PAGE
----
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Pain Scale article by Prohealth.com

Aug 03, 2018 9:29 AM

I'm behind in my reading as much as I am everything else in my life right now. Im having a lot of autoimmune issues attacking my body, since my Dad died in May. Under a lot of stress from all directions, and pain in hip/lumbosacral area not helping. Took tramadol last night & think I'm developing allergies to it; itched & tingly or numb all night. Not able to focus on any one thing for very long. Feel about as lost as a ship in the middle of nowhere without any guidance. But I wanted to share this with you. I gain a lot of information on the Prohealth site. I hope everyone has a good weekend! Hugs love & prayers for less pain for all, even if only for a day! 🙂❤🙏🌼

What The Pain Scale Really Means
ProHealth.com • July 9, 2018
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Editor’s Note: This article was originally published in 2015, and its message is as timely today as it was then. As Karen originally stated, “Because pain is subjective, it is difficult to explain what you’re feeling to another person—even your own doctor. The pain scale may not be ideal, but it’s the best tool we have right now.”

As a fibromyalgia patient, you’ve probably had doctors or nurses ask you, “How would you rate your pain on a scale of 0 to 10, with 0 being no pain and 10 being the worst pain you can imagine?” That sounds like a reasonable question—except for the fact that no one ever tells you what those numbers mean.

When faced with that question, often panic sets in and your mind starts racing. What number should I say? If the number is too low, he won’t understand how much I’m hurting; but if it’s too high, he’ll think I’m just trying to get drugs. How can I be sure that what he thinks the number means is the same as what I think it means?

In an effort to help remedy this situation, I researched several interpretations of the pain scale and have compiled what seems to be the most commonly accepted description of each number on the scale. If you want to be sure you and your doctor are speaking the same language, give him a copy of this pain scale so he knows exactly what you mean when you rate your pain.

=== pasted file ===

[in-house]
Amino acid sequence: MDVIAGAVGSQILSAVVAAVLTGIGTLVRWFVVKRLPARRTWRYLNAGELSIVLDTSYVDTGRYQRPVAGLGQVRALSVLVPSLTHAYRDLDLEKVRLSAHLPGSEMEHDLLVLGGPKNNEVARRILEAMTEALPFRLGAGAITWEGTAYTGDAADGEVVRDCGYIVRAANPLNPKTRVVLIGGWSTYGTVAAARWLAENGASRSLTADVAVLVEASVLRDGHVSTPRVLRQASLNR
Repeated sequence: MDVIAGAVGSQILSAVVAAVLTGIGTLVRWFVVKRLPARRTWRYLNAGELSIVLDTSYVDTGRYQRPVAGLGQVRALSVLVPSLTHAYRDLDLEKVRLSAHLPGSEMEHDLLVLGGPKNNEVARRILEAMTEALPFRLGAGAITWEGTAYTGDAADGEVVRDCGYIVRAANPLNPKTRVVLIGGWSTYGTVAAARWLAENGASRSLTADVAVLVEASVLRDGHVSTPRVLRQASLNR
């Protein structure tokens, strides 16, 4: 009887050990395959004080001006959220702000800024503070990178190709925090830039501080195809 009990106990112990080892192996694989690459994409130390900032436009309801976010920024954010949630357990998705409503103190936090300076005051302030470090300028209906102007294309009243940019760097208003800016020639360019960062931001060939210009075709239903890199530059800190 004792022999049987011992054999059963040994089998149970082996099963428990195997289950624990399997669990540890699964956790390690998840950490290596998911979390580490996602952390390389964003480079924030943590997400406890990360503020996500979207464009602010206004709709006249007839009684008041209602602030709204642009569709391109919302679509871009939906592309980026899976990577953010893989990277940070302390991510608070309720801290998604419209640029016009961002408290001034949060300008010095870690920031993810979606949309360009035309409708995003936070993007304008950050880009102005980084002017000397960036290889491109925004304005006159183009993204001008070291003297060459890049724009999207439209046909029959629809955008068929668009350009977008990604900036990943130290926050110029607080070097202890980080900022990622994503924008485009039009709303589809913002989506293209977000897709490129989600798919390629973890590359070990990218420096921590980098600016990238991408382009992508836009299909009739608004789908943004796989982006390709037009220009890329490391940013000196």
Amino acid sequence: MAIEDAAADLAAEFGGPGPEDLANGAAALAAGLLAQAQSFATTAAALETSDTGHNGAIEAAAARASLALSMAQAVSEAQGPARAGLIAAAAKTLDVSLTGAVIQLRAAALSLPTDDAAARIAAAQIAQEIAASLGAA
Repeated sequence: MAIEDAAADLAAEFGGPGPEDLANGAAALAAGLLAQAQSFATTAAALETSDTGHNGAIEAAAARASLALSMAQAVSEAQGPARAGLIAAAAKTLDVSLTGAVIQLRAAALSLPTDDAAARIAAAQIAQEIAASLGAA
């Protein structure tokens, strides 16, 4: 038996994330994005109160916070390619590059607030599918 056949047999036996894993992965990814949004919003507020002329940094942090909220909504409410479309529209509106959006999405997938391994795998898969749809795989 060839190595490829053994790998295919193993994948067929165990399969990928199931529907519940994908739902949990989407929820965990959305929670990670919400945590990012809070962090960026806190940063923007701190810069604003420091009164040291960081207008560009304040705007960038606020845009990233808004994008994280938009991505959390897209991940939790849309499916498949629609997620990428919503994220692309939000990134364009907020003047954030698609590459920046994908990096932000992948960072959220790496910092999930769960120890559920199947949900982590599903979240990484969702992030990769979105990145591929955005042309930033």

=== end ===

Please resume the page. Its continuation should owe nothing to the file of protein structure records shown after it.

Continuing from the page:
0 – Pain free.

Mild Pain – Nagging, annoying, but doesn’t really interfere with daily living activities.
1 – Pain is very mild, barely noticeable. Most of the time you don’t think about it.

2 – Minor pain. Annoying and may have occasional stronger twinges.

3 – Pain is noticeable and distracting, however, you can get used to it and adapt.

Moderate Pain – Interferes significantly with daily living activities.
4 – Moderate pain. If you are deeply involved in an activity, it can be ignored for a period of time, but is still distracting.

5 – Moderately strong pain. It can’t be ignored for more than a few minutes, but with effort you still can manage to work or participate in some social activities.

6 – Moderately strong pain that interferes with normal daily activities. Difficulty concentrating.

Severe Pain – Disabling; unable to perform daily living activities.
7 – Severe pain that dominates your senses and significantly limits your ability to perform normal daily activities or maintain social relationships. Interferes with sleep.

8 – Intense pain. Physical activity is severely limited. Conversing requires great effort.

9 – Excruciating pain. Unable to converse. Crying out and/or moaning uncontrollably.

10 – Unspeakable pain. Bedridden and possibly delirious. Very few people will ever experience this level of pain.

Avoiding the Pitfalls

When rating their pain, the most common mistake people make is overstating their pain level. That generally happens one of two ways:

Saying your pain is a 12 on a scale of 0 to 10.